Several other urban areas — including Hong Kong, London and Santander, Spain — have installed smart tech in the years since.
Encouraging Recycling and Sustainable Waste Management
Other places use tools that integrate data from bin sensors with city systems, allowing sanitation workers to optimize their waste collection routes and encourage sustainable habits, like recycling.
Turkish waste management company Evreka implements one of these solutions. Their bins include sensors that collect information about fullness — like those in Singapore and Seoul — as well as data on temperature and location. Better data can help organizations and city planners identify which areas are taking advantage of initiatives and which are not — allowing them to target low-performing sections more effectively.
One of Evreka’s clients — Parkcam, a Turkish glass company — uses the company’s tech to identify which neighborhoods are recycling the most and least. Parkcam then uses that data to inform outreach programs that encourage recycling.
Over the past few years, recycled materials have quickly become a popular material for new goods. Scrap aluminium, for example, is extremely valuable — to the point where three-quarters of all aluminium ever produced remains in circulation. Companies that rely on scrap or recycled materials can work with cities to implement this tech and bring in resources that would have otherwise gone to a landfill.
Over time, smart waste management platforms can use data collected by bins to plan how many garbage trucks need to be assigned to a specific route. These optimizations can reduce the workload on sanitation workers and boost efficiency. With the right data in place, city waste collection operations can decrease fuel consumption by up to 55%.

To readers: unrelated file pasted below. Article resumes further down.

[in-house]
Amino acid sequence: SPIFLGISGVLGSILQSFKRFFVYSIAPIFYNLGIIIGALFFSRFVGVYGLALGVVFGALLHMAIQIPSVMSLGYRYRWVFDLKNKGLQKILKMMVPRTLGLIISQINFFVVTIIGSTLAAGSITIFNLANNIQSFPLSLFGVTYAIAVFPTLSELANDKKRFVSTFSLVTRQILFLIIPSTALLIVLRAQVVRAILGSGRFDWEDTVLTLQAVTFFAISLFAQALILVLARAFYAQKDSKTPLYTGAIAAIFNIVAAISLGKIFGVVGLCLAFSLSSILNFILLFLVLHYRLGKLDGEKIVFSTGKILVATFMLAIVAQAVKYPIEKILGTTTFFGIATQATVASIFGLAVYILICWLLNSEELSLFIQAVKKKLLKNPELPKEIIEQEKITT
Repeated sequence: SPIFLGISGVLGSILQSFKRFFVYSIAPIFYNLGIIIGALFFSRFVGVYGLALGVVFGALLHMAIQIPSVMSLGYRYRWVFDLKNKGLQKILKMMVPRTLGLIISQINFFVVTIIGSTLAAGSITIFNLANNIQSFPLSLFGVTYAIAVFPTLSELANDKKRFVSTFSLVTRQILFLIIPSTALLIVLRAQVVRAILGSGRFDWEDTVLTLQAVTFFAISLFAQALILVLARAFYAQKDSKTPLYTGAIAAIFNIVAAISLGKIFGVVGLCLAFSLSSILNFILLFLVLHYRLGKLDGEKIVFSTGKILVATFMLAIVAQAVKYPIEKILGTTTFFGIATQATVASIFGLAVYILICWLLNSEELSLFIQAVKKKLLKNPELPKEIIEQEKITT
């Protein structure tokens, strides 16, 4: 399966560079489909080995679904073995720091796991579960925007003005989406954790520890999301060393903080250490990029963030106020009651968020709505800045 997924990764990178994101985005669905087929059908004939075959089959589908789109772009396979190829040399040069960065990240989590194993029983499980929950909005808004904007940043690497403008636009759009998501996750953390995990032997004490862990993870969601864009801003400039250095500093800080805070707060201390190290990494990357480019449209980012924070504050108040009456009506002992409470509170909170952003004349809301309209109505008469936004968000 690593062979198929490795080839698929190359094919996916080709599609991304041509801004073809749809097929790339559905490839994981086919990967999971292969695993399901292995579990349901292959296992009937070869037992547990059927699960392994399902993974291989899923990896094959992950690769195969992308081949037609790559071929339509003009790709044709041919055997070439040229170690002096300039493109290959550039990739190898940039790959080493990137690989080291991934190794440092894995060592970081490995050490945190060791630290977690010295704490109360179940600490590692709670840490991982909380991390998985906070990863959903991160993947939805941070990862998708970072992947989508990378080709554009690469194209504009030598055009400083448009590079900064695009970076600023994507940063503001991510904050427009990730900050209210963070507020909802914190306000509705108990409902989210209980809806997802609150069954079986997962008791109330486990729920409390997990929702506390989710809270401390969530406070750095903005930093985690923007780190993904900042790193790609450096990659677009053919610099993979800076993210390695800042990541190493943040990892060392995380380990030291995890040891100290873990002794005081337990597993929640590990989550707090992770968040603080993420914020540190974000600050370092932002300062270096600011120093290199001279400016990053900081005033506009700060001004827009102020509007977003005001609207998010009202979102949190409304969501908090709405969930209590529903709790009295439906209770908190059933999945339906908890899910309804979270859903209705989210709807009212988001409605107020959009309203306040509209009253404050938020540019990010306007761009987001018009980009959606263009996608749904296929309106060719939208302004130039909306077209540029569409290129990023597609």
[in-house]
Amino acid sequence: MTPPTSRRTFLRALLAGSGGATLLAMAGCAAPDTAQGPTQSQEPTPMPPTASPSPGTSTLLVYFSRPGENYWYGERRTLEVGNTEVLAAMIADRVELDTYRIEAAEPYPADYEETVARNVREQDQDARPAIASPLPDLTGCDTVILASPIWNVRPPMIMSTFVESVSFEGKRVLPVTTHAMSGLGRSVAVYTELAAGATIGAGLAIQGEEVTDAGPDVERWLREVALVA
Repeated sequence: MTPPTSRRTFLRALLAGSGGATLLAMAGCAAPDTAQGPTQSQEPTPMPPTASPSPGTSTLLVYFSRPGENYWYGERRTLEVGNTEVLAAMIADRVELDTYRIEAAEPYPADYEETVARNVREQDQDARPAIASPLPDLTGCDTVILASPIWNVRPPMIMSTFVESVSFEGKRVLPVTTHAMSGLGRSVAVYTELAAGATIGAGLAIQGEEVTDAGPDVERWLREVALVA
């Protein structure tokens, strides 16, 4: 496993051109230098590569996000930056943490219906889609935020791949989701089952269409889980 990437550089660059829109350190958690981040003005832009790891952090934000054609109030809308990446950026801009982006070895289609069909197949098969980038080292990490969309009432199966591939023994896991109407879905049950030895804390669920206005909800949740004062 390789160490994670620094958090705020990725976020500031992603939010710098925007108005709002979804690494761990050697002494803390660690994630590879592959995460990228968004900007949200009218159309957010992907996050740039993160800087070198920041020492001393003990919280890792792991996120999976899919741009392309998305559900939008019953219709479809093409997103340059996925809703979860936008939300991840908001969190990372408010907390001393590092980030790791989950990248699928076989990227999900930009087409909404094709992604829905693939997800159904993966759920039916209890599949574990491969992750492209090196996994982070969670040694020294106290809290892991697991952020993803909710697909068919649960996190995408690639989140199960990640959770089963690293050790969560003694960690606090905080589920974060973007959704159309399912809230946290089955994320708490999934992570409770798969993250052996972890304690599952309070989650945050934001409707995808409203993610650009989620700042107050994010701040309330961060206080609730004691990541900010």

Some municipalities are also experimenting with different methods of data collection. In Arlington, Virginia, for example, the city’s Solid Waste Bureau has struggled to track which households and commercial facilities are following regulations that mandate recycling.
To monitor successes and failures, the city has begun collecting data from new radio frequency identification (RFID) tags attached to all the carts used for recycling collection. While the city hasn’t applied this information yet, it hopes to use it in the future as it works toward a goal of 90% waste diversion by 2038.
How Smart Cities Use Technology to Overhaul Waste Management
Waste management is a massive problem for most cities — and one that is likely to grow more pressing as global urbanization continues. Smart city tech already optimizes waste management routes and encourage more people to recycle. As these innovations become more advanced, planners may find even more solutions to improve waste management.
While adoption has been slowed by a lack of awareness about the tech’s effectiveness, several other cities have plans to pick up smart bins and waste management platforms soon. There are also signs that we may soon see massive growth in the use of smart waste management tech. According to a report from Research and Markets, the smart waste collection market is expected to be worth more than $4.66 billion by the end of 2026.
Megan R. Nichols